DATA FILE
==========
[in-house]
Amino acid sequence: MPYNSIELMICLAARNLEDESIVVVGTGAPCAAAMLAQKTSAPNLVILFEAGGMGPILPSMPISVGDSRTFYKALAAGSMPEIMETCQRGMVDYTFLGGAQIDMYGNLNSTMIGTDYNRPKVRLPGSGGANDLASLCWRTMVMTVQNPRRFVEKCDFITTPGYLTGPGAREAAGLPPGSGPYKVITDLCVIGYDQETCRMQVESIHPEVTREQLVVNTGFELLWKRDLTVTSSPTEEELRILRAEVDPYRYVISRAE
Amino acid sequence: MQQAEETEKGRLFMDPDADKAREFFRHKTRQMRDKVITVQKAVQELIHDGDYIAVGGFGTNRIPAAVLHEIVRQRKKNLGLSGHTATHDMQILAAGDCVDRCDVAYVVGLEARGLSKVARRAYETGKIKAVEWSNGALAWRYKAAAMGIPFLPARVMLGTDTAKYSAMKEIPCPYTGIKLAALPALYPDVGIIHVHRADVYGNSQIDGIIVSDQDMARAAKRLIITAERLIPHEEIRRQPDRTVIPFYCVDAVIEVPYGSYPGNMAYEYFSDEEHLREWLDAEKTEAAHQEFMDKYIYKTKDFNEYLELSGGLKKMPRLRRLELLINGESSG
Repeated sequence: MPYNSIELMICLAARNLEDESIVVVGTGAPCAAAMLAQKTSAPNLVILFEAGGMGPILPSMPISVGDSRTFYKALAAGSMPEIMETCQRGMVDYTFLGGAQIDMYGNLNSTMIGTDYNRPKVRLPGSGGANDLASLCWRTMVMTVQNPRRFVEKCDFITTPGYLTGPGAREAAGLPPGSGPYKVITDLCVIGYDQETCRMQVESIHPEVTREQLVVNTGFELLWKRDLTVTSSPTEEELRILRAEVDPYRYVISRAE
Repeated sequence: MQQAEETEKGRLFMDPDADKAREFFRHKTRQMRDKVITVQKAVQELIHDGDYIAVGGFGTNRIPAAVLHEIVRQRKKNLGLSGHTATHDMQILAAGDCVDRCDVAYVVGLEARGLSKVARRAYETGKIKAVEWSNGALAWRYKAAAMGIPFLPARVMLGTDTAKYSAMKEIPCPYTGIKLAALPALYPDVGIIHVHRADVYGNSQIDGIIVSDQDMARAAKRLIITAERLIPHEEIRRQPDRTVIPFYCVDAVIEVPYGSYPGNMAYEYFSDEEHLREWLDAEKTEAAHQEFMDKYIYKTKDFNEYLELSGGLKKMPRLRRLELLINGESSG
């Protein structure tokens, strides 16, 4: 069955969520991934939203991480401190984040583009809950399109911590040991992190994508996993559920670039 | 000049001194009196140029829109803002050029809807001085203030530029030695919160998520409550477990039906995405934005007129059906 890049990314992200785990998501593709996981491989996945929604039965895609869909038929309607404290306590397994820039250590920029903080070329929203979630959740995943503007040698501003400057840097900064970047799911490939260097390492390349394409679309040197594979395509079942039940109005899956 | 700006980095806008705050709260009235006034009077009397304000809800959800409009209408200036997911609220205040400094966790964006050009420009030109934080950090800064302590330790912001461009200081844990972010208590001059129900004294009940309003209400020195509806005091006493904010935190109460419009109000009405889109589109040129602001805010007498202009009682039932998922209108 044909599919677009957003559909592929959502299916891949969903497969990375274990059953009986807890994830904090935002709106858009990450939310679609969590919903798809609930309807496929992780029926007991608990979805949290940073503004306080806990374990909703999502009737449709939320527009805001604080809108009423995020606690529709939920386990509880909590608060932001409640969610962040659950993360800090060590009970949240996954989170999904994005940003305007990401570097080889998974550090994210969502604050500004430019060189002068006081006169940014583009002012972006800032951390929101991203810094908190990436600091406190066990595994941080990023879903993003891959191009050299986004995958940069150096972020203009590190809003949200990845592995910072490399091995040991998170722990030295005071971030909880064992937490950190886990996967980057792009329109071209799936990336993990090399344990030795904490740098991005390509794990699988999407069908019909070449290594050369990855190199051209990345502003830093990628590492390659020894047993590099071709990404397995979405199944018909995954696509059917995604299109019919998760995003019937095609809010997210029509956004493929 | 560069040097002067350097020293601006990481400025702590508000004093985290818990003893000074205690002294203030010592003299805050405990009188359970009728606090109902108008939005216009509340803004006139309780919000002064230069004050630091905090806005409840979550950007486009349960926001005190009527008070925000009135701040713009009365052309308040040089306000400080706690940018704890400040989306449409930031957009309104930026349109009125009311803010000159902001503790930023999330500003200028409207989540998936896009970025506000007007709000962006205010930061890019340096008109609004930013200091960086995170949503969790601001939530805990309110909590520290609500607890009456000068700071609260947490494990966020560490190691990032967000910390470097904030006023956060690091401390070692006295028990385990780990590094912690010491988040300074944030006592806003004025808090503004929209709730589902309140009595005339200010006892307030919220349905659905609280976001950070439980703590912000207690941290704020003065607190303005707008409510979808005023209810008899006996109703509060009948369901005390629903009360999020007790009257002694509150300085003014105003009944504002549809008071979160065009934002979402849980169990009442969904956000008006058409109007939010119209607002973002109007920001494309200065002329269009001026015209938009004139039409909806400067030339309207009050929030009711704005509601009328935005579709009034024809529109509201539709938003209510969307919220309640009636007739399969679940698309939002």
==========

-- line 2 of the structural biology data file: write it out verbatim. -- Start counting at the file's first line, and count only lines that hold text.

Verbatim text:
Amino acid sequence: MPYNSIELMICLAARNLEDESIVVVGTGAPCAAAMLAQKTSAPNLVILFEAGGMGPILPSMPISVGDSRTFYKALAAGSMPEIMETCQRGMVDYTFLGGAQIDMYGNLNSTMIGTDYNRPKVRLPGSGGANDLASLCWRTMVMTVQNPRRFVEKCDFITTPGYLTGPGAREAAGLPPGSGPYKVITDLCVIGYDQETCRMQVESIHPEVTREQLVVNTGFELLWKRDLTVTSSPTEEELRILRAEVDPYRYVISRAE